Michael McCarthy: The less said the better about the planet, but there are cuts to come

When we get down to the nitty-gritty of individual department budgets, we see trouble
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The Independent Online

Green cuts are coming – the environment will be affected like everything else. But it will take several months before they become apparent.

Yesterday there was thanks for what was preserved. Some of the commitments dearest to green hearts have been ring-fenced, so there was no slashing, for example, of the money intended to provide immediate help to people seen as already suffering the effects of climate change (known as the "Fast Start Climate Funding"), which was agreed at the Copenhagen Climate Conference in December. Britain's share of the EU's £2bn commitment is a whopping great pile of cash, but there was no touching that, because there was no major cutting of overseas aid.

Other key environmental proposals, such as that for a Green Investment Bank which figured in all the party's recent election manifestos, or the Green Deal package of loans for low-carbon energy projects, are similarly going ahead, it was made clear yesterday.

It is when we get down to the nitty-gritty of individual departmental budgets, which of course Mr Osborne could not spell out in detail, that we see trouble ahead. A number of Government departments with environmental responsibilities – including Communities and Local Government, Transport, Environment, Food & Rural Affairs (Defra) and Energy & Climate Change – have been asked to make 25 per cent cuts in their spending over the next four years.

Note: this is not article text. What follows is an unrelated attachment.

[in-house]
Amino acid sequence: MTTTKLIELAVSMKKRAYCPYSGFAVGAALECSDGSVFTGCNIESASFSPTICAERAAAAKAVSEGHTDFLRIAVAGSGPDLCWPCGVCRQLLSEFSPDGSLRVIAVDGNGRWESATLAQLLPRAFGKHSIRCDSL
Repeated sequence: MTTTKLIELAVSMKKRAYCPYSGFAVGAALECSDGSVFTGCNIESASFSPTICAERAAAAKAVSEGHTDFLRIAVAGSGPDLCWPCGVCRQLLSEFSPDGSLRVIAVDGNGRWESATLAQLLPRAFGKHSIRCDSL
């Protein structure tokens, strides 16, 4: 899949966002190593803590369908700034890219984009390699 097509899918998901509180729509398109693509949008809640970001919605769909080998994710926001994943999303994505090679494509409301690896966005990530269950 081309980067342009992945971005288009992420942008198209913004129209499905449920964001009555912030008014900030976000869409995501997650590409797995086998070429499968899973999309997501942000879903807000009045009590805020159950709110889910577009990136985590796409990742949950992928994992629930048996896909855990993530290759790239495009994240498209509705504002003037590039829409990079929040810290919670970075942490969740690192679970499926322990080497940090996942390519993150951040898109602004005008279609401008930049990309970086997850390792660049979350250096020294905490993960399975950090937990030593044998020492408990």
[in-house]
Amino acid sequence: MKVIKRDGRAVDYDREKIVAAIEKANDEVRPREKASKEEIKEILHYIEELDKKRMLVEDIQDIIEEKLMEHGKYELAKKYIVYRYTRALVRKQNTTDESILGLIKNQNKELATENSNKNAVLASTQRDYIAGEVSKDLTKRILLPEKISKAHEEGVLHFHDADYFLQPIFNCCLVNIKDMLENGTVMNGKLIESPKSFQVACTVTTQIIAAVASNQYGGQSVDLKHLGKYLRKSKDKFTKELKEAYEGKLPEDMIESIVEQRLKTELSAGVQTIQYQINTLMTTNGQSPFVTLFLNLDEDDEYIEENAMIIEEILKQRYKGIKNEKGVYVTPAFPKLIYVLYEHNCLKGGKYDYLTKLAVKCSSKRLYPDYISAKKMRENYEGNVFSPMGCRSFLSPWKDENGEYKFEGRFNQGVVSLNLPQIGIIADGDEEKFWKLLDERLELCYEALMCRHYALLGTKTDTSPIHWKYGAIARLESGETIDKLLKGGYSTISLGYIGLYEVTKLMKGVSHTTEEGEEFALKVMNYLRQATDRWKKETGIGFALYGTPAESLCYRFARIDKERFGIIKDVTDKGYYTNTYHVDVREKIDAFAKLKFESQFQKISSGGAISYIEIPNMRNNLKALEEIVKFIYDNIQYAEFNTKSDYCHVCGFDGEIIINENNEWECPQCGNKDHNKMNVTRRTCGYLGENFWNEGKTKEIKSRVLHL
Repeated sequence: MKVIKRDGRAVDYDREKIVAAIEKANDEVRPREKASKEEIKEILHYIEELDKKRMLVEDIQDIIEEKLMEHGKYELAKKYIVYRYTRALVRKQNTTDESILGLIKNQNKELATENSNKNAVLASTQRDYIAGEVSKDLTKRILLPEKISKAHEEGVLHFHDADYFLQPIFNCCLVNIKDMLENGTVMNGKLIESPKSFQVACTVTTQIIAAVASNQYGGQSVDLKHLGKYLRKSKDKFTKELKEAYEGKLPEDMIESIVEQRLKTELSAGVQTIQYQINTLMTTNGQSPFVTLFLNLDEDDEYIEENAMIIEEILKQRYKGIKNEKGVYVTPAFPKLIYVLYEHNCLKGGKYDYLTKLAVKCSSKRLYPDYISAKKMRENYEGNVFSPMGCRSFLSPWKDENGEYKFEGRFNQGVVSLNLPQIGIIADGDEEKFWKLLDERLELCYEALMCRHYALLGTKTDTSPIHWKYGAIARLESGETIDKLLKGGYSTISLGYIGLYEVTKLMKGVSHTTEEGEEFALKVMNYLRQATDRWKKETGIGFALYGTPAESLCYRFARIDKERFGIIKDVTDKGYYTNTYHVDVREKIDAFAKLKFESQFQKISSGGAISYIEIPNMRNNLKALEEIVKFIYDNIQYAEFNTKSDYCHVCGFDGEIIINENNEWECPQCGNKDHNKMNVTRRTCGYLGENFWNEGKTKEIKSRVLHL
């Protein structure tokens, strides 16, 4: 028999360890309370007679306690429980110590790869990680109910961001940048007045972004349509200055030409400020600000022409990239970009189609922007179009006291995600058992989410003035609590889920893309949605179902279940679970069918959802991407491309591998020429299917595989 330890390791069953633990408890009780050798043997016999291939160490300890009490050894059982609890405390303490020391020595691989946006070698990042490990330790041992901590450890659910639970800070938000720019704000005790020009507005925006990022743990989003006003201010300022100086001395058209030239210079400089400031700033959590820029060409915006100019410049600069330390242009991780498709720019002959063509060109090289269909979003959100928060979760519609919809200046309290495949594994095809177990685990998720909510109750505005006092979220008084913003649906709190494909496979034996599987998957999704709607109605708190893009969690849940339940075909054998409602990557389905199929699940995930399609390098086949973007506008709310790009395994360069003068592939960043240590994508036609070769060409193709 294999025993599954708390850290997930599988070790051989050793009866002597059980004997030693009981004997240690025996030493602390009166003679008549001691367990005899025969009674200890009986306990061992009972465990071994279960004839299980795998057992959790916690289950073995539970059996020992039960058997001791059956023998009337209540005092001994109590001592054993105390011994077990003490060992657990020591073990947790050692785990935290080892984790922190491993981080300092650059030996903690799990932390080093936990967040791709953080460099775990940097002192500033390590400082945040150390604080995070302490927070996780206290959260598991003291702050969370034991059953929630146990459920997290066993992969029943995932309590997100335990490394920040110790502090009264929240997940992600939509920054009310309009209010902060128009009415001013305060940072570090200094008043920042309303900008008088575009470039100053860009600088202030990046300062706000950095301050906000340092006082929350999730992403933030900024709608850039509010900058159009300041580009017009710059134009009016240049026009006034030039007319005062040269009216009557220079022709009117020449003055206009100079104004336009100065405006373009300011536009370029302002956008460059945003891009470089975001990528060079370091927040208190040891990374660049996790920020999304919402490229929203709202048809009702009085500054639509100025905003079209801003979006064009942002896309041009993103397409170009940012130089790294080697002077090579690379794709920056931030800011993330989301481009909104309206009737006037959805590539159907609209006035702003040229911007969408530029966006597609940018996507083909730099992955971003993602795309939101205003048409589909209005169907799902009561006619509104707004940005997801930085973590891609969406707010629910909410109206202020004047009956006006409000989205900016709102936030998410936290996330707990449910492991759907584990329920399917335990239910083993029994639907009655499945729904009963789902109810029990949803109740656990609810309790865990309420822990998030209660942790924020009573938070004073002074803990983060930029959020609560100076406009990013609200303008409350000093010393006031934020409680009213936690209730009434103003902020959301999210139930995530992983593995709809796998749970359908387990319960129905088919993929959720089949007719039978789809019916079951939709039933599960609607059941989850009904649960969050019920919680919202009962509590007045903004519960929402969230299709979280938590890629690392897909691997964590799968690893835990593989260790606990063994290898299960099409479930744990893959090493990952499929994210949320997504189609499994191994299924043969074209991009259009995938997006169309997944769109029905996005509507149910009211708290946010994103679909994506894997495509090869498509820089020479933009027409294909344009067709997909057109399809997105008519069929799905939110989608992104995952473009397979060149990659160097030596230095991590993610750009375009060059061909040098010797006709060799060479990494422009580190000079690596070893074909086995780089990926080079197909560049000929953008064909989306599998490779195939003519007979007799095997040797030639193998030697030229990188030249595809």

These will bite directly at services with a strong environmental aspect, such as public transport. The Campaign for Better Transport estimated yesterday that blanket 25 per cent cuts to transport budgets could lead to bus services being decimated, train fares rising by 33 per cent over the next five years and train overcrowding, speed restrictions and withdrawal of many local train services outside London.

Similarly, if Defra has to chop 25 per cent from its spending, it seems almost certain that the agri-environment funding, which provides grants to farmers to manage their land in a much more wildlife-friendly way, will be cut. They are achieving real results, such as slowing down the catastrophic declines in farmland birds, half of which have gone in the last 40 years, yet over the UK as a whole, they represent large sums – in England alone, theytotal some £2bn annually. So it seems likely they will be cut.